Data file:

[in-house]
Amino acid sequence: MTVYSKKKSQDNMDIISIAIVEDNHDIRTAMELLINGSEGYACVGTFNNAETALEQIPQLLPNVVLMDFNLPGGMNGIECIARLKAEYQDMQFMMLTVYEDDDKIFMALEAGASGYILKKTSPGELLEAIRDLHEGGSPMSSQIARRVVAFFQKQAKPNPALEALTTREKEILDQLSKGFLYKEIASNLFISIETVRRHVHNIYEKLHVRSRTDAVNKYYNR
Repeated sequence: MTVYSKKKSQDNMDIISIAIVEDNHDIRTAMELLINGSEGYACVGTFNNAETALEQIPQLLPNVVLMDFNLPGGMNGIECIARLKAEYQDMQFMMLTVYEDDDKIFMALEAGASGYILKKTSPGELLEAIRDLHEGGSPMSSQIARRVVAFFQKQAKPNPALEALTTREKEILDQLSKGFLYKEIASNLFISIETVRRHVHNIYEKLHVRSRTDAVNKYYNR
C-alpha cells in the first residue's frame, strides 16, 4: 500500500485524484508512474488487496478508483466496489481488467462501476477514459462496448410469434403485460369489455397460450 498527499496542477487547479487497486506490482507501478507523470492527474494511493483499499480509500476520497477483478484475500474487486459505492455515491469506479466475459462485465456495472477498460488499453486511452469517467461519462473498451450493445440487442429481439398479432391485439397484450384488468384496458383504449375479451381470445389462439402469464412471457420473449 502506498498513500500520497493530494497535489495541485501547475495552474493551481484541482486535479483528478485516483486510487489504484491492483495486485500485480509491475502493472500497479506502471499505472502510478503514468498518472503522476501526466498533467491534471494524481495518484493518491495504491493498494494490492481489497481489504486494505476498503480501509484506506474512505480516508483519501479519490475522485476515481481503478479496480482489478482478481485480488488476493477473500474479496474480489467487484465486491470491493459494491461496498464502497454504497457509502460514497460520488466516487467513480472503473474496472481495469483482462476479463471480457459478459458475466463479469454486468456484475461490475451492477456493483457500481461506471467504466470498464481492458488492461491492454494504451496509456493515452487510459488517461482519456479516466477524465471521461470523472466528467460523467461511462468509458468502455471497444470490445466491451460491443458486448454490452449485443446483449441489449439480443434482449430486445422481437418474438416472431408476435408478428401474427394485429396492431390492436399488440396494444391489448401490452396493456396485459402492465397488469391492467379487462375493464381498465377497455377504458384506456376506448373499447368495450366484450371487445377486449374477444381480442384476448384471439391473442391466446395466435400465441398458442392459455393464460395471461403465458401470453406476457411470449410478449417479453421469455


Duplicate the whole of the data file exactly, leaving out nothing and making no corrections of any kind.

[in-house]
Amino acid sequence: MTVYSKKKSQDNMDIISIAIVEDNHDIRTAMELLINGSEGYACVGTFNNAETALEQIPQLLPNVVLMDFNLPGGMNGIECIARLKAEYQDMQFMMLTVYEDDDKIFMALEAGASGYILKKTSPGELLEAIRDLHEGGSPMSSQIARRVVAFFQKQAKPNPALEALTTREKEILDQLSKGFLYKEIASNLFISIETVRRHVHNIYEKLHVRSRTDAVNKYYNR
Repeated sequence: MTVYSKKKSQDNMDIISIAIVEDNHDIRTAMELLINGSEGYACVGTFNNAETALEQIPQLLPNVVLMDFNLPGGMNGIECIARLKAEYQDMQFMMLTVYEDDDKIFMALEAGASGYILKKTSPGELLEAIRDLHEGGSPMSSQIARRVVAFFQKQAKPNPALEALTTREKEILDQLSKGFLYKEIASNLFISIETVRRHVHNIYEKLHVRSRTDAVNKYYNR
C-alpha cells in the first residue's frame, strides 16, 4: 500500500485524484508512474488487496478508483466496489481488467462501476477514459462496448410469434403485460369489455397460450 498527499496542477487547479487497486506490482507501478507523470492527474494511493483499499480509500476520497477483478484475500474487486459505492455515491469506479466475459462485465456495472477498460488499453486511452469517467461519462473498451450493445440487442429481439398479432391485439397484450384488468384496458383504449375479451381470445389462439402469464412471457420473449 502506498498513500500520497493530494497535489495541485501547475495552474493551481484541482486535479483528478485516483486510487489504484491492483495486485500485480509491475502493472500497479506502471499505472502510478503514468498518472503522476501526466498533467491534471494524481495518484493518491495504491493498494494490492481489497481489504486494505476498503480501509484506506474512505480516508483519501479519490475522485476515481481503478479496480482489478482478481485480488488476493477473500474479496474480489467487484465486491470491493459494491461496498464502497454504497457509502460514497460520488466516487467513480472503473474496472481495469483482462476479463471480457459478459458475466463479469454486468456484475461490475451492477456493483457500481461506471467504466470498464481492458488492461491492454494504451496509456493515452487510459488517461482519456479516466477524465471521461470523472466528467460523467461511462468509458468502455471497444470490445466491451460491443458486448454490452449485443446483449441489449439480443434482449430486445422481437418474438416472431408476435408478428401474427394485429396492431390492436399488440396494444391489448401490452396493456396485459402492465397488469391492467379487462375493464381498465377497455377504458384506456376506448373499447368495450366484450371487445377486449374477444381480442384476448384471439391473442391466446395466435400465441398458442392459455393464460395471461403465458401470453406476457411470449410478449417479453421469455